1. Beyond reducing stigmatisation, the removal of course labels will lead to meaningful changes in our students' educational journey.
    1. Students will have greater flexibility to take subjects at a level that is more or less demanding, depending on their strengths, interests, and learning needs.
    2. There will be more social mixing, with increased opportunities for students to interact with peers of different profiles.
  2. However, it is not a straightforward transition for schools to make.
    1. Teachers will need to get used to managing classes with diverse student profiles.
    2. It is actually more work and harder work for our teachers and schools.
    3. Our teachers are willing to do this for the benefit of our students, but we should not think that it doesn't demand more from our teachers.
    4. Students will need to take greater ownership of their own learning.
    5. Our schools also have to grapple with practical issues such as timetable scheduling for various subject combinations.
    6. MOE will carefully and systematically work through these issues to support our schools in the implementation of FSBB, and provide them with the necessary resources.

24. At the same time, if we accept that our children have different abilities and needs, then we would accept that we should not make every school take the same approach to teaching and learning.

  1. This is why we have a variegated education landscape today.
    1. Schools offering the IP, and Specialised Schools will not implement the full features of Full SBB because they cater to specific student profiles through a whole-school approach.
    2. Homogenising all schools for the sake of social mixing alone would come at the expense of our ability to offer mass customisation and differentiated experiences for our students.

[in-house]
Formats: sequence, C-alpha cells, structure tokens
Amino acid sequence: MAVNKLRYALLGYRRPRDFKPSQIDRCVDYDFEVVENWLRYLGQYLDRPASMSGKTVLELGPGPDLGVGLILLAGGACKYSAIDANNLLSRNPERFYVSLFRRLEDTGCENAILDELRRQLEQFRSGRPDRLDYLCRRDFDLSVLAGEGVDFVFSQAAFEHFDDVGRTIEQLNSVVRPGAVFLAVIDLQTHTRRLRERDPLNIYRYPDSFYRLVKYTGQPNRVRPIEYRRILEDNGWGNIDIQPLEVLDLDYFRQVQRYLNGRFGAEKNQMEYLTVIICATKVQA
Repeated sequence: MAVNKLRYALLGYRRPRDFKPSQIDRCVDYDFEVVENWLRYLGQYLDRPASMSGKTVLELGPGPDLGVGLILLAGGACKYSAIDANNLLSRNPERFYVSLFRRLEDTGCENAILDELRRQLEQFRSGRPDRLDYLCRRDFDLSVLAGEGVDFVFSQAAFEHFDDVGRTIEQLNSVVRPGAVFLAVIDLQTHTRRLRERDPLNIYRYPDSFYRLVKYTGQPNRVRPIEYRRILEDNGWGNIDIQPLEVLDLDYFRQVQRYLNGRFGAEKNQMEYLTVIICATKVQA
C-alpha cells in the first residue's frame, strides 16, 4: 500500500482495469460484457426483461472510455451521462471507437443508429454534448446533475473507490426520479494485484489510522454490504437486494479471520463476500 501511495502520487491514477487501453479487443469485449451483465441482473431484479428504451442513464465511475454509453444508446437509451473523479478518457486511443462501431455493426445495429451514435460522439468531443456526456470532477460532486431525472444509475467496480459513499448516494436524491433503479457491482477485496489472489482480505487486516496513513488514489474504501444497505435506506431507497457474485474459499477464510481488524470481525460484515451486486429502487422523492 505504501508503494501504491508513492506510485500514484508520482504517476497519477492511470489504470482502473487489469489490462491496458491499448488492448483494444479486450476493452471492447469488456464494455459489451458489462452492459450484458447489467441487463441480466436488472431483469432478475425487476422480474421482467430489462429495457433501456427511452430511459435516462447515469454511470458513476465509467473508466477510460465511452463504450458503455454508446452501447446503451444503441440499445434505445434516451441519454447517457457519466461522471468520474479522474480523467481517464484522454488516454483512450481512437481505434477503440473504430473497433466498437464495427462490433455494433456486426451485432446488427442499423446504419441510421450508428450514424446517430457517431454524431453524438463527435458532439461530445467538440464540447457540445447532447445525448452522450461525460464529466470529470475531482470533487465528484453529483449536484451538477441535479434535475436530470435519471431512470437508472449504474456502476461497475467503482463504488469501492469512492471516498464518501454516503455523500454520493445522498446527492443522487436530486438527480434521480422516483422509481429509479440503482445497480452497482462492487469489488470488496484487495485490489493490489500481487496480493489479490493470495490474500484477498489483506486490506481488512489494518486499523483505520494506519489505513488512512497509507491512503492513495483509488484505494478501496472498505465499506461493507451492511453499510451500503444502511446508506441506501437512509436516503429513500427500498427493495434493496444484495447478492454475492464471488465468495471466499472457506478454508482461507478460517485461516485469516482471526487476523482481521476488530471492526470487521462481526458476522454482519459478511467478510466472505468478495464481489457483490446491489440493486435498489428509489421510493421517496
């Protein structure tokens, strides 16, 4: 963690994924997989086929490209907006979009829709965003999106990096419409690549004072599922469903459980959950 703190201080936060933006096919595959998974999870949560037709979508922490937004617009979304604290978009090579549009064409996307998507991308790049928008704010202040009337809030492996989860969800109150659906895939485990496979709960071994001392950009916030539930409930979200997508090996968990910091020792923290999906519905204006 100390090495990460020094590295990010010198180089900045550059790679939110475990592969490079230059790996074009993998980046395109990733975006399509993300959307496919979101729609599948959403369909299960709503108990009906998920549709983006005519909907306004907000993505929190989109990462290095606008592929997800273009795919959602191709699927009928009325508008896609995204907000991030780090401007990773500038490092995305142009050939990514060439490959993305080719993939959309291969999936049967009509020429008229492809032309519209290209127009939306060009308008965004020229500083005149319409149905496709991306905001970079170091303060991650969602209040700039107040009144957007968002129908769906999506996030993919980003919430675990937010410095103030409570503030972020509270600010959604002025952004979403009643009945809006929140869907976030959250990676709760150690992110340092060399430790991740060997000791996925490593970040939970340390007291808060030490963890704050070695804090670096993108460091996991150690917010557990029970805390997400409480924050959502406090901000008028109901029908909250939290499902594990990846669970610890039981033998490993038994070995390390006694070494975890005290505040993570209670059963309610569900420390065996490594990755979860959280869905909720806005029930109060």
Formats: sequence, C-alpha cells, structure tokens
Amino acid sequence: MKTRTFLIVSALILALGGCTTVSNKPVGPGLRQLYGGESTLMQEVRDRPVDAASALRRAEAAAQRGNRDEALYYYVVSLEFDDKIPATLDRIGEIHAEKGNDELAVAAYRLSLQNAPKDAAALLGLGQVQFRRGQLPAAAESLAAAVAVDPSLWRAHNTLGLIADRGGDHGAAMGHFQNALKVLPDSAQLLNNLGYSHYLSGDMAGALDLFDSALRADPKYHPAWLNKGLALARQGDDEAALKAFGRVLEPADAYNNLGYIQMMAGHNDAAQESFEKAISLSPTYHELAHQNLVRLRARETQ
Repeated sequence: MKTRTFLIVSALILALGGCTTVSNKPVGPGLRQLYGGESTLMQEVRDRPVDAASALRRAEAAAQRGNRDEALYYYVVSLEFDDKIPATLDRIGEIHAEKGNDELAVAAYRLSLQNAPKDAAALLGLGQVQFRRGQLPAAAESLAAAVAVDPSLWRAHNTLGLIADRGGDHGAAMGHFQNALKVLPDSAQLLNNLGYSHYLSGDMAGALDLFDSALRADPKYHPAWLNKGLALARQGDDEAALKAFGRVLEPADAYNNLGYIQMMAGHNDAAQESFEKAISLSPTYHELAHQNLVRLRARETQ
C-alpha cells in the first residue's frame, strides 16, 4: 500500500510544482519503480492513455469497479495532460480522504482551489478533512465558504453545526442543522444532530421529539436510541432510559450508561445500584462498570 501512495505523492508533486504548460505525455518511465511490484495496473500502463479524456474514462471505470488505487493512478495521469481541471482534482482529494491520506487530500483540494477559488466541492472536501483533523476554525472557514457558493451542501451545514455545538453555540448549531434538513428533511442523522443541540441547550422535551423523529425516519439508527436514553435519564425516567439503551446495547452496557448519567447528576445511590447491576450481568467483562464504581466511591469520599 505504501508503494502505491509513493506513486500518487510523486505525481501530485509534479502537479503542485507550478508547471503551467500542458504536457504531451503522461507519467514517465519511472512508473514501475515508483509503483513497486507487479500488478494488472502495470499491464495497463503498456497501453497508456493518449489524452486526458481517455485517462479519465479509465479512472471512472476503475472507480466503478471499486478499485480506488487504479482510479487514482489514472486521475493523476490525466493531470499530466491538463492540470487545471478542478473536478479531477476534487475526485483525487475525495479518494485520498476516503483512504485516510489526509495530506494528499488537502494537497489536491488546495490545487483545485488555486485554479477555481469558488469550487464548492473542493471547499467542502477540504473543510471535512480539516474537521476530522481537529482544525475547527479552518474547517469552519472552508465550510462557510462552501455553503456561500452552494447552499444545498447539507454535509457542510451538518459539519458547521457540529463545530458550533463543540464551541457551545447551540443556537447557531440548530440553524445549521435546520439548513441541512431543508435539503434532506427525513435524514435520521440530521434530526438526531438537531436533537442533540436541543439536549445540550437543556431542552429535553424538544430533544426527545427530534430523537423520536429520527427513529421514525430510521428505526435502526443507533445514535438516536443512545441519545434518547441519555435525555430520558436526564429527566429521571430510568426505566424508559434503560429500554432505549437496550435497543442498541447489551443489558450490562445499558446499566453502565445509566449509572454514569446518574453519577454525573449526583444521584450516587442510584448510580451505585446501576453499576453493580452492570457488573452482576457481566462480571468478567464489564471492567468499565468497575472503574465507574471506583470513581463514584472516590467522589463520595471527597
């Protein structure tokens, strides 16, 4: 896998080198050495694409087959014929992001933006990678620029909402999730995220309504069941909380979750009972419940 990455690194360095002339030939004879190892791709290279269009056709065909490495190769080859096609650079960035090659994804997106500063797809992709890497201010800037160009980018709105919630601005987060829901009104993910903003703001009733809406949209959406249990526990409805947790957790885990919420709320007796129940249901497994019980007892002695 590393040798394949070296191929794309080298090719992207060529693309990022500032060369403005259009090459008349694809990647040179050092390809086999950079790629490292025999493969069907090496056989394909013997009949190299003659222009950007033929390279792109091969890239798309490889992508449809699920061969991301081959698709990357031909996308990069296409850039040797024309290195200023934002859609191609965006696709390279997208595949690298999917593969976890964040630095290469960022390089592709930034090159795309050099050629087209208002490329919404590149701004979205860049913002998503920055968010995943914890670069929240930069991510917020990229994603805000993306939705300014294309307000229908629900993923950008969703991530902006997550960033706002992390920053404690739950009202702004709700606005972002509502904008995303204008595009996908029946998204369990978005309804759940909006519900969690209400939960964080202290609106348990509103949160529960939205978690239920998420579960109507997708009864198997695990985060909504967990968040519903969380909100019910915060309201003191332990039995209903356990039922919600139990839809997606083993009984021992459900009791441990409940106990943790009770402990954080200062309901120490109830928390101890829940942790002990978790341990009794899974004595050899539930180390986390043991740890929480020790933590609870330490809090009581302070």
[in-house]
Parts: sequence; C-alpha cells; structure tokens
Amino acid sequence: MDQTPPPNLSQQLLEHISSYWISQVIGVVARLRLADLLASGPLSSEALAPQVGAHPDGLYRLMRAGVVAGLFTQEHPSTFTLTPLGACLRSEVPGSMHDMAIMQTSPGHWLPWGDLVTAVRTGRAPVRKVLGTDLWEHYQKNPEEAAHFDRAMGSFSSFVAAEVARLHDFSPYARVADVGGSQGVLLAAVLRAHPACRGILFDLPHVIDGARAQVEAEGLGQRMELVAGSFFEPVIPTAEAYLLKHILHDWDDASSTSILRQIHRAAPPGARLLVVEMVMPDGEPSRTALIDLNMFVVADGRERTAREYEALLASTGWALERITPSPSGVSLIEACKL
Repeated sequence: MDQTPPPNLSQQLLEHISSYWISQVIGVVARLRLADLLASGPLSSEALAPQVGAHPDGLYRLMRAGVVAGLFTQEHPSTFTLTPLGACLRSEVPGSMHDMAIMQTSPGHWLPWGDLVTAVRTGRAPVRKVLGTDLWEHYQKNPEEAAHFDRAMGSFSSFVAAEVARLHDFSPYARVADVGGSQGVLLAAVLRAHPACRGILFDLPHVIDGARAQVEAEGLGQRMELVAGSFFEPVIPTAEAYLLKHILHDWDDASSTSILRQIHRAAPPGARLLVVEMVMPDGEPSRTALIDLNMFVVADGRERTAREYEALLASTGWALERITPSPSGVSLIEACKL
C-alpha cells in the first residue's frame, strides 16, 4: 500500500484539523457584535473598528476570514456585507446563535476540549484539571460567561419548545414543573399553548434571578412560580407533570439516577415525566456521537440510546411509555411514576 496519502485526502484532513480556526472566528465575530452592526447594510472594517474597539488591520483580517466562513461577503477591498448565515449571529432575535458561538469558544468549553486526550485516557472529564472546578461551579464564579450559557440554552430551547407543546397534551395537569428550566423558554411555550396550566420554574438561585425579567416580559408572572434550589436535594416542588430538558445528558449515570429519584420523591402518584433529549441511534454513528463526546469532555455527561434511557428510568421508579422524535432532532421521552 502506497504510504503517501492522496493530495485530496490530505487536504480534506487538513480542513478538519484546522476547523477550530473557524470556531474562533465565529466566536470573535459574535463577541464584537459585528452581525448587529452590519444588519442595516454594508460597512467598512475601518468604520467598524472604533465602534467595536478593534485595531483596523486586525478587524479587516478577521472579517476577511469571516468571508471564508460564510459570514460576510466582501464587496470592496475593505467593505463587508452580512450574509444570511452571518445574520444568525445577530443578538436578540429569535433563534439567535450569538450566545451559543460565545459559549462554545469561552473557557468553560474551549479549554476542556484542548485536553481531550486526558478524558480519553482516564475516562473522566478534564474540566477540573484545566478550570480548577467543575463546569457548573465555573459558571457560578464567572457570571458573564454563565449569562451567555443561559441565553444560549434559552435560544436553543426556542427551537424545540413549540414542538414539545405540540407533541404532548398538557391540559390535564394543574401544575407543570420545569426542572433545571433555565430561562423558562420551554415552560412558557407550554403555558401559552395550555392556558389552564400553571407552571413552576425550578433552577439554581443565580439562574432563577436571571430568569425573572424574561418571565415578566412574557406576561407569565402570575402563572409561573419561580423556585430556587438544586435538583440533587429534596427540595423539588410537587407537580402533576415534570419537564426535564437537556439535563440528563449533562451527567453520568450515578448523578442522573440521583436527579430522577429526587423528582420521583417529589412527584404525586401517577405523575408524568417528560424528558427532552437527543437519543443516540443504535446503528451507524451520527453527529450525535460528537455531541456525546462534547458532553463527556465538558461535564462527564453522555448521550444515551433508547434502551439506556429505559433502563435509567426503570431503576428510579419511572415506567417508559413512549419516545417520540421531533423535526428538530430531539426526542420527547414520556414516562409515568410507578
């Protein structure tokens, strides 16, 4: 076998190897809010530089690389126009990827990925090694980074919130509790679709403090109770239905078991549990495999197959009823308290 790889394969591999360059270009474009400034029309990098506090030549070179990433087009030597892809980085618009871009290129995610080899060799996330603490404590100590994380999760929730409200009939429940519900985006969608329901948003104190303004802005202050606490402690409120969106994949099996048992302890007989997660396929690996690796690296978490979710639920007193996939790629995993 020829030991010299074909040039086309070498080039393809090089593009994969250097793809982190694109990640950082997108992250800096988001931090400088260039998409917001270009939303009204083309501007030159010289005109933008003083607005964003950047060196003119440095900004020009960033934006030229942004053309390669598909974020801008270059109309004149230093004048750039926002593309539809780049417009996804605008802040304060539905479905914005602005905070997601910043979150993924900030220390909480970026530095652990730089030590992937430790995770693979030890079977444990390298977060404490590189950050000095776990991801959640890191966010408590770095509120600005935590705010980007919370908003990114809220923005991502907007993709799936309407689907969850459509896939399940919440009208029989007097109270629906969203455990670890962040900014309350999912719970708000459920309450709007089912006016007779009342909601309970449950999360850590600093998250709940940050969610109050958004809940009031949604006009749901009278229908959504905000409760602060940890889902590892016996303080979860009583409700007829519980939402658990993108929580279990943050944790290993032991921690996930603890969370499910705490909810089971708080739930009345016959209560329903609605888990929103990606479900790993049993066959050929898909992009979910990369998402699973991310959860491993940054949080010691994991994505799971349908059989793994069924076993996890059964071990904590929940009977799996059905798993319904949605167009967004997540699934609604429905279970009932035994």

3. And I do not think this is the outcome that members want from us.
  2. Nonetheless, we have sought to enhance diversity in schools through other means, while moving away from the sole dependence on the national exam as a single metric for placement to secondary schools.
    1. This includes our efforts to increase the proportion of students admitted via the Direct School Admission system (DSA), and broadening the DSA selection process to recognise a range of talents, potential, and achievements.

25. Let me now elaborate on how FSBB will change students' educational journey.

26. The vast majority of students will continue to be admitted to secondary schools based on their PSLE scores.

  1. Starting from 2024 Secondary 1 cohort, MOE will post Primary 6 students to secondary schools through three Posting Groups – Posting Groups 1, 2, and 3 – mapped to the PSLE score ranges for Normal(Technical), Normal(Academic), and Express courses respectively.
  2. This ensures that schools continue to admit students with diverse strengths, and students continue to have access to a wide range of schools.
  3. By admitting students from different Posting Groups, schools can also enable diversity at the class level, with mixed form classes that comprise students offering subjects at different subject levels.

27. Unlike streaming, Posting Groups will only be used to facilitate admissions, and to determine students' initial subject levels for most subjects at the beginning of Secondary 1.